It’s a shame to be tripped up on such a thing, but actually being able to debug on your device is an absolute requirement, as is demonstrated by this situation.  There are other annoyances with using Appcelerator certainly…  the binaries it generates are “large” to be extremely kind, performance can be a bit spotty at times and you virtually have to write two applications if you want to support iOS and Android, but none of these was enough to make me give up. 

 

Not being able to debug on device, coupled with some remarkably meh support.. that is.  Combined with the fact my application was broken by an Android update… if I can’t get my code working with my three devices reliably, what happens when I release to the masses with their millions of different devices?

 

Which is disappointing, as I really liked working with Appcelerator.  I even liked Appcelerator Titanium as an IDE, which is shocking as I hate Eclipse, which it is based on. 

 

There is potentially light at the end of the tunnel, as there is an open ticket for debugging on device.  Unfortunately, its been assigned medium priority and has already been open for almost a year.

 

Appcelerator Titanium is an interesting and encouraging product, but for the above reasons, I just can’t commit to using it.  Add native debugging support, and I will certainly reconsider.

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17. November 2015

 

I have noticed that there isn’t one good single source for game development news.  When a new game engine is announced or a new version of a critical tool, library or engine is released, there is no easy way to hear about it.  I hope to step in and fix this with GameFromScratch.  I am to become a single hub for indie and professional game development release news.  Basically I am going to scour the web for information so you don’t have to.

The following is the list of projects that I intend to monitor for news worthy activity. This is of course a work in progress, so if there is an engine, tool or project you want me to follow, let me know in comments or email me at news@gamefromscratch.com. Once finalized I will make this list permanently available so it will be easy to tell which projects are being tracked.  As news occurs it will be announced here under the category GameDev News.  Don’t worry, this isn’t GameFromScratch turning into a news only site, things will remain much as they are… just with a lot more news thrown in!

If you are the author of a tool, engine or project that is not on this list, be certain to email me. Of course, if you’ve got news to announce, sending it to me directly will result in a much higher chance of me noticing and thus reporting on it.  Ideally include a link to your RSS feed if one exists.  Otherwise I am setting up an elaborate network of RSS feeds, scripts and manual site checks to keep track of what is going on in the world of game development. 

This is of course a work in progress, so give me some time to get things all sorted and working properly.  Your feedback is as always appreciated!

 

So without further ado, the initial list of technologies I am monitoring.  The “Other” category is for the topics I am considering covering or that I feel are news worthy but don’t have a single source.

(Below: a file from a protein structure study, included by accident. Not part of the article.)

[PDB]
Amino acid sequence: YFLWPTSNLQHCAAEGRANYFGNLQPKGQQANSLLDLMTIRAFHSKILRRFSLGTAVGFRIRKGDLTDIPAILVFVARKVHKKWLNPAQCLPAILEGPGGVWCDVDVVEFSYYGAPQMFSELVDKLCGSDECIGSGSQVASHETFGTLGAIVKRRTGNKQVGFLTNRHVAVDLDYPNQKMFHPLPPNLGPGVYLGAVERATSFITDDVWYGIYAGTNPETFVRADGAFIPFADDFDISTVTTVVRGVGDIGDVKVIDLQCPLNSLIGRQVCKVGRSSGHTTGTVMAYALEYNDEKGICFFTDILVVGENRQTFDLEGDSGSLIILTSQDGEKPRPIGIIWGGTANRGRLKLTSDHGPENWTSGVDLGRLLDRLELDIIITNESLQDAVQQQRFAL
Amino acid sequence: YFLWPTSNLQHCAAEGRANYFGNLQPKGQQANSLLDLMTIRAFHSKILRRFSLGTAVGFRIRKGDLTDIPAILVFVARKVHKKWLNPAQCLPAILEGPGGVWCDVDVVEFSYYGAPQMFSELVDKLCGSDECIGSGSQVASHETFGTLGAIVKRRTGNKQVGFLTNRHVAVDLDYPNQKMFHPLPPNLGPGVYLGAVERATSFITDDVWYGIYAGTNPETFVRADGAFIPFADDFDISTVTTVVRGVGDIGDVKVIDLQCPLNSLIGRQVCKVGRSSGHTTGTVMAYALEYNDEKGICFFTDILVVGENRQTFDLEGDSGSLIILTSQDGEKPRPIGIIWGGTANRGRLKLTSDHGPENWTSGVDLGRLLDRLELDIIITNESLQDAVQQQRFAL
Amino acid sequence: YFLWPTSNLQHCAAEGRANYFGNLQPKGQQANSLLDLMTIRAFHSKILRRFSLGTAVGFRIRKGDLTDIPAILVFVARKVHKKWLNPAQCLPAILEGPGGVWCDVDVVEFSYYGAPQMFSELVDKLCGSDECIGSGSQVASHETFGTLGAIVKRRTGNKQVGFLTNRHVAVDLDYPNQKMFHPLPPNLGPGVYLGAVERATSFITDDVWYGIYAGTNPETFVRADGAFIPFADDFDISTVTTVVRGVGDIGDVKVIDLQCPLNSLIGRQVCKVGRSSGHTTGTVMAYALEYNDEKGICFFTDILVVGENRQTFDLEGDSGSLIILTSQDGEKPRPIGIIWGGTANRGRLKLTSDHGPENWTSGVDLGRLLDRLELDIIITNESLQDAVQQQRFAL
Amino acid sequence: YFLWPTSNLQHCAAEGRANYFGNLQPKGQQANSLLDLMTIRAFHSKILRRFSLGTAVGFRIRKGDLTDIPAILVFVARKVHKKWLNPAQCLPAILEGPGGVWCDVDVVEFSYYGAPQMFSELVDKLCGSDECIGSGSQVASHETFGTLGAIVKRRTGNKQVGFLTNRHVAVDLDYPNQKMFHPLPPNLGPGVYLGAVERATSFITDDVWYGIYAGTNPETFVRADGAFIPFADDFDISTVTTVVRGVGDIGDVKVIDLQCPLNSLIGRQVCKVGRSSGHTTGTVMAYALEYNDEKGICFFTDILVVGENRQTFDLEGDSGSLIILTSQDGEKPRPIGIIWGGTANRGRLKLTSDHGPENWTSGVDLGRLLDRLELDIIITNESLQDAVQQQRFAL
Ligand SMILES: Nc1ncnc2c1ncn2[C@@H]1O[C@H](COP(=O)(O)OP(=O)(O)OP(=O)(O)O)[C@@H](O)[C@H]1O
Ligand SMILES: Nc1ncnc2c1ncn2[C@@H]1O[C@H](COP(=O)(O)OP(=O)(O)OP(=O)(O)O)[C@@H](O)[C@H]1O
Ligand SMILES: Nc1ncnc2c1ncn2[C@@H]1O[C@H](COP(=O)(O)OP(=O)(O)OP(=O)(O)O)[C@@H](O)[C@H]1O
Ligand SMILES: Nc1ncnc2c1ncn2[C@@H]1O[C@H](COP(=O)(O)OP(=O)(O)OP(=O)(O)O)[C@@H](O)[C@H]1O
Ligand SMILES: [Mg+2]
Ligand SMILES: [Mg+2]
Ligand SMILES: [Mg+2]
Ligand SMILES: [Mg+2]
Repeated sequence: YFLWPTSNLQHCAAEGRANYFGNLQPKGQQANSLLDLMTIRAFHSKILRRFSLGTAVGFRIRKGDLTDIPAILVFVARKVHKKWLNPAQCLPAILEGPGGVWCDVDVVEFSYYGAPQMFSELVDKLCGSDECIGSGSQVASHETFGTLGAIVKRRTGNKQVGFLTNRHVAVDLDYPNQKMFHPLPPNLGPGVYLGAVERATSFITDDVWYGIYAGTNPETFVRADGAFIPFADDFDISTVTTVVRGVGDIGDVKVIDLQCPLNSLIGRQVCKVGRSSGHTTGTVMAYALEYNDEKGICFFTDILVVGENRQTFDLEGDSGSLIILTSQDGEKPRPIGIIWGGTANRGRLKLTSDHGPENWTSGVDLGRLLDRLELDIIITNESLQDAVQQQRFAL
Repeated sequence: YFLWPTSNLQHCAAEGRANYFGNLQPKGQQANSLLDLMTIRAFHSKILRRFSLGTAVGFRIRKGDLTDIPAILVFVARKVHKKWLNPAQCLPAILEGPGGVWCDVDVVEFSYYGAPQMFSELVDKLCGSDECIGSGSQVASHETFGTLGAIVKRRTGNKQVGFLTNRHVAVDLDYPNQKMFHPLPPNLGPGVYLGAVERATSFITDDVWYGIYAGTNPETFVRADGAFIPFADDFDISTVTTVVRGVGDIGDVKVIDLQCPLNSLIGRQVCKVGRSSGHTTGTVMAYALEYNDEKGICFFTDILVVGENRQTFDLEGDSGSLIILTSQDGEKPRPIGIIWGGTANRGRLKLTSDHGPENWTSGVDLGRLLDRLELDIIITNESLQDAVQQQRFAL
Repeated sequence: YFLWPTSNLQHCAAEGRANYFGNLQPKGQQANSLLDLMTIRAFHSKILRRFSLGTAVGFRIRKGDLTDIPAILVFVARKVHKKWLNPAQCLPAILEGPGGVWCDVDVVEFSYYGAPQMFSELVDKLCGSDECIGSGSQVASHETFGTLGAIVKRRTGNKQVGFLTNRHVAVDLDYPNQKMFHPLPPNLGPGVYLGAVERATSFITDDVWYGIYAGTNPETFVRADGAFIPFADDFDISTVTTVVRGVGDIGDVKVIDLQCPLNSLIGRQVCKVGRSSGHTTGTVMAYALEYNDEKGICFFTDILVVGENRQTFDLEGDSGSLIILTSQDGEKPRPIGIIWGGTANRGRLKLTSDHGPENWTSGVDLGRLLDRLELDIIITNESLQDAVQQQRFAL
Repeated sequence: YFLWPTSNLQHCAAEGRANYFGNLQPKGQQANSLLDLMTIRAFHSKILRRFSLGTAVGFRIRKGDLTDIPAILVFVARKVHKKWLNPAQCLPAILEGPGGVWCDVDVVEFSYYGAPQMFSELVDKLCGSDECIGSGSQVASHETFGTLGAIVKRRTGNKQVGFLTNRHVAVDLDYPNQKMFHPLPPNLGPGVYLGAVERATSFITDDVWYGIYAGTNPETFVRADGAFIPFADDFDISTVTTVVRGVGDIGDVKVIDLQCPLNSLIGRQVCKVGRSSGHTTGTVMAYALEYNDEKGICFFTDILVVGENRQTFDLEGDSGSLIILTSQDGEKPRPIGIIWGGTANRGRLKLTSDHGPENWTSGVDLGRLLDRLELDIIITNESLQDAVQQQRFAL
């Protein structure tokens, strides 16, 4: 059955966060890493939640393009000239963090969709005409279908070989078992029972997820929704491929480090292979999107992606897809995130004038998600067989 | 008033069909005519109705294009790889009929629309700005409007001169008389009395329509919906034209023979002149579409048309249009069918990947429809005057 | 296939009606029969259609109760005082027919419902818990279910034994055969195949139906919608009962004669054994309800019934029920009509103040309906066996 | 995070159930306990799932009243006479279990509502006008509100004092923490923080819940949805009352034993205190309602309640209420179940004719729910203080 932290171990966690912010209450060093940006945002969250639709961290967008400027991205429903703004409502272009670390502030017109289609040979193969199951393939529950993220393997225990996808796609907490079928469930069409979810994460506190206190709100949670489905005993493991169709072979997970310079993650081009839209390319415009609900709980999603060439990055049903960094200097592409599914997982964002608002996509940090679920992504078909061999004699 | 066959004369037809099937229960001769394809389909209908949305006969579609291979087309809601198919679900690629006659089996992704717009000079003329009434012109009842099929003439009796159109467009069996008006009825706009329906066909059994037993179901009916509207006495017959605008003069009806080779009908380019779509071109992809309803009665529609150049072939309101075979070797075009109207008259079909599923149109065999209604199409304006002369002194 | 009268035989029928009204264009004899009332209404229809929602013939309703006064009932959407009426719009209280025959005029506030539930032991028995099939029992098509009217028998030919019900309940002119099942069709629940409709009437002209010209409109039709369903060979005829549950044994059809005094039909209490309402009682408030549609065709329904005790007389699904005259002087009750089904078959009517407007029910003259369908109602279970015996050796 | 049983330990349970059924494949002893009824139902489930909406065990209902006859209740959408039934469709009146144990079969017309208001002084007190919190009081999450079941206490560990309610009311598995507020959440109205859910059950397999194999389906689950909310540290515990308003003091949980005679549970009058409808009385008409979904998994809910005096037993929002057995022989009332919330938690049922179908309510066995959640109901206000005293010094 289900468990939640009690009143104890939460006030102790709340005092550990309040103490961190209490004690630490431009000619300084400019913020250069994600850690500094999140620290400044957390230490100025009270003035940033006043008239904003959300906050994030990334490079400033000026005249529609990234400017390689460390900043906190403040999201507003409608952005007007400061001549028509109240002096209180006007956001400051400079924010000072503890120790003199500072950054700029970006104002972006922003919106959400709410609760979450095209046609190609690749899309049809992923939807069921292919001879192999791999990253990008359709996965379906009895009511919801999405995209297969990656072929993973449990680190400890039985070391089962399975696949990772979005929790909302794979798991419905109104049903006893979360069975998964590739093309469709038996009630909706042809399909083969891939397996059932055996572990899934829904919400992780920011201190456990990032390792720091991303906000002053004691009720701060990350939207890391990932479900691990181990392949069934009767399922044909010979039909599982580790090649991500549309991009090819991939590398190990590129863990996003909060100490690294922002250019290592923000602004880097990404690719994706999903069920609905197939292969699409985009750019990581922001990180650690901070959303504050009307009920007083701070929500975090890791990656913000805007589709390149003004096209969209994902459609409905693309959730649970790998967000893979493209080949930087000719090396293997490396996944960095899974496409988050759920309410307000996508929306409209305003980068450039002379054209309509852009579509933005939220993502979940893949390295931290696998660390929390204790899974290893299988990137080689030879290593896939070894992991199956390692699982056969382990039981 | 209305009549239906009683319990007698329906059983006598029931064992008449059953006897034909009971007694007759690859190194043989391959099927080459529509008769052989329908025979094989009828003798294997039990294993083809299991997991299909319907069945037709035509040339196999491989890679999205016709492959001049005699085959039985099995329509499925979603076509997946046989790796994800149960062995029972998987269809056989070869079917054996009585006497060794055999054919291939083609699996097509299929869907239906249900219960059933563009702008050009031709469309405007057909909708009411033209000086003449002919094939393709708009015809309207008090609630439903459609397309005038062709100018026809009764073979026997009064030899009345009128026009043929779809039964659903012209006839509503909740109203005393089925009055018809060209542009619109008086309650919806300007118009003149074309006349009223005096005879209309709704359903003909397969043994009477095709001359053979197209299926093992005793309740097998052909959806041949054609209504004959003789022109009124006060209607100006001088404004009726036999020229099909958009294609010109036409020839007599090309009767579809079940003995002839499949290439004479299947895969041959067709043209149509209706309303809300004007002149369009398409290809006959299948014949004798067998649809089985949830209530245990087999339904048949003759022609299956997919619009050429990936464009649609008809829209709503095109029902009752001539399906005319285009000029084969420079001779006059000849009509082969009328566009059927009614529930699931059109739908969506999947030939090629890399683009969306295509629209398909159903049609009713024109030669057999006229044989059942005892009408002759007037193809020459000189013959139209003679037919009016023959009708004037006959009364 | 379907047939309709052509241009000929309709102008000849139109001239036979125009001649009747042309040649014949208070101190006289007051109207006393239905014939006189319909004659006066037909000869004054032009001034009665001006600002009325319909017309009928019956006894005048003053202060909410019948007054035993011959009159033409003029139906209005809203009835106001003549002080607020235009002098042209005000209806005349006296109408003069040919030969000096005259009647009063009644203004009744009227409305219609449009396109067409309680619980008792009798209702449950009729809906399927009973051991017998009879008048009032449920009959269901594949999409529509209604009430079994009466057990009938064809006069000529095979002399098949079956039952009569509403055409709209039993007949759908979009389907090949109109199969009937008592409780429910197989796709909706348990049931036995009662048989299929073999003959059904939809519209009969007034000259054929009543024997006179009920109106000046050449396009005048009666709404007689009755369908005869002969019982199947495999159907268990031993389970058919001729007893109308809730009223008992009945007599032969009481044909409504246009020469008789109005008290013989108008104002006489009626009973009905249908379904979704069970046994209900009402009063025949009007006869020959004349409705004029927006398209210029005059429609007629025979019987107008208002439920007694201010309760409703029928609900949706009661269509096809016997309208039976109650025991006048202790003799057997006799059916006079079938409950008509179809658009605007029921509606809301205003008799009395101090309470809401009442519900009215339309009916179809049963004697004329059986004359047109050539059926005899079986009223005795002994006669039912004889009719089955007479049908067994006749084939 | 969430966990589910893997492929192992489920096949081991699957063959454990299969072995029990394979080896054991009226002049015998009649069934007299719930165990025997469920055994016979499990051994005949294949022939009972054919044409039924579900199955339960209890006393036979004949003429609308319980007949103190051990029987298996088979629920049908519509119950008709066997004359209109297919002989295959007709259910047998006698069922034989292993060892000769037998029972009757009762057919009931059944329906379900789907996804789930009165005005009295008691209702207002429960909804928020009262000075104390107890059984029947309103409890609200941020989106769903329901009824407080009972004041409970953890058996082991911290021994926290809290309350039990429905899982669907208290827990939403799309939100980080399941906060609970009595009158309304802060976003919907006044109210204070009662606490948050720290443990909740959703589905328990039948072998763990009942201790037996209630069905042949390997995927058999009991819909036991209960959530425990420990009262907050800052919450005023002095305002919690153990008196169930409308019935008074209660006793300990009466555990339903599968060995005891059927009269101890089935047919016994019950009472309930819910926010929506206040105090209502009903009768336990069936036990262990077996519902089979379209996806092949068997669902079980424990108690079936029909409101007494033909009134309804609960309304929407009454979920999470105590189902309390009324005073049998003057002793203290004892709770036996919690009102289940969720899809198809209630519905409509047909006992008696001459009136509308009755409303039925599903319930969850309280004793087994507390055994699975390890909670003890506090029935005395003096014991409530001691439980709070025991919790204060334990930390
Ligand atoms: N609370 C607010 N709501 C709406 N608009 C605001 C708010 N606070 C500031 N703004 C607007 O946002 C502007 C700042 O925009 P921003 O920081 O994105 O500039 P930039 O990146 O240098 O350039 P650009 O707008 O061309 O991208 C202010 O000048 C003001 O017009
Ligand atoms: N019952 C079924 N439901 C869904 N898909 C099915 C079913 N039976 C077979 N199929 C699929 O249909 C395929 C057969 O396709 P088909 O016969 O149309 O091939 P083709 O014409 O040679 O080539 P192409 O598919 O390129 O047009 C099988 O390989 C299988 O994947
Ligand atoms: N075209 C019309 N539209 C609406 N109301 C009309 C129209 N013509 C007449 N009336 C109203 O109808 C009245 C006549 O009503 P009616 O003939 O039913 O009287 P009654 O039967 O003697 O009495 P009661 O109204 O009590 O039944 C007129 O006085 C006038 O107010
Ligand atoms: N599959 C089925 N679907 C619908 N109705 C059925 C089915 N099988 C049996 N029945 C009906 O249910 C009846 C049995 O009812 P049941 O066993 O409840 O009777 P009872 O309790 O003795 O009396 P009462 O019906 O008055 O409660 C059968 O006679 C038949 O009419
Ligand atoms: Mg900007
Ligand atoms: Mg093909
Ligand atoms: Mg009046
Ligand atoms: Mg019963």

Engine Tools/Libs Other
  • LibGDX
  • Unity
  • Unreal
  • Blender Game Engine
  • Paradox3D
  • Duality
  • Urho3D
  • Gameplay3D
  • Gideros Mobile
  • Cocos2D-x
  • Marmalade
  • Monogame
  • Love2D
  • jMonkeyEngine
  • Babylon
  • Godot Engine
  • GameGuru
  • Construct2
  • GameMaker
  • RPGMaker
  • Torque2D/3D
  • Wave Engine
  • CopperLicht
  • Leadwerks
  • Atomic Game Engine
  • Polycode
  • Phaser
  • Corona
  • Shiva 
  • Neoaxis
  • Esenthel
  • Spring RTS
  • Goo Create
  • Oxygine
  • PlayN
  • ChilliSource
  • PlayCanvas
  • AGK
  • Dark Basic
  • ClickFusion
  • Isogenic
  • GDevelop
  • Citrus Engine
  • Stencyl
  • Blender
  • Tiled
  • Box2D
  • SFML
  • SDL
  • Ogre3D
  • Allegro
  • LWJGL
  • Pixi.js
  • CraftyJS
  • CreateJS
  • Bullet
  • Autodesk’s Suite (Max/Maya/Mudbox)
  • Adobe’s Suite ( Photoshop, Mixamo, Flash )
  • ZBrush
  • 3D Coat
  • Modo
  • Sketchup
  • Overlap2D
  • Texture Packer
  • Physics Editor
  • bgfx
  • Substance Painter/Designer
  • Quixel Suite
  • CopperCube
  • CocoonJS
  • GLFW
  • Flixel/HaxeFlixel
  • Flash/HaxePunk
  • Luxe/Snowkit
  • Inkscape
  • Krita
  • Xamarin
  • RoboVM
  • GIMP
  • Starling
  • Articy Draft
  • Game Jams
  • Free Art Releases
  • New GD Book Releases
  • Game Jams
  • Kickstarter GameDev

 

If you are wondering, the first column is mostly composed of complete game engines while the second contains mostly game libraries and tools.  The distinction is completely arbitrary so don’t mind which column I sorted a given technology by, it has no real meaning.  I may move libraries to a completely different column in the future.

I know that by no means this list is complete, it’s just the libraries I could come up with off the top of my head that are news worthy ( mature, have a user base and aren’t abandoned ).  So if you have additional suggests, please email them or leave them in the comments below.  As new suggestions are added I will update this list accordingly until I consider it “ready”, at which point I will move it to a permanent location.

News, GameDev News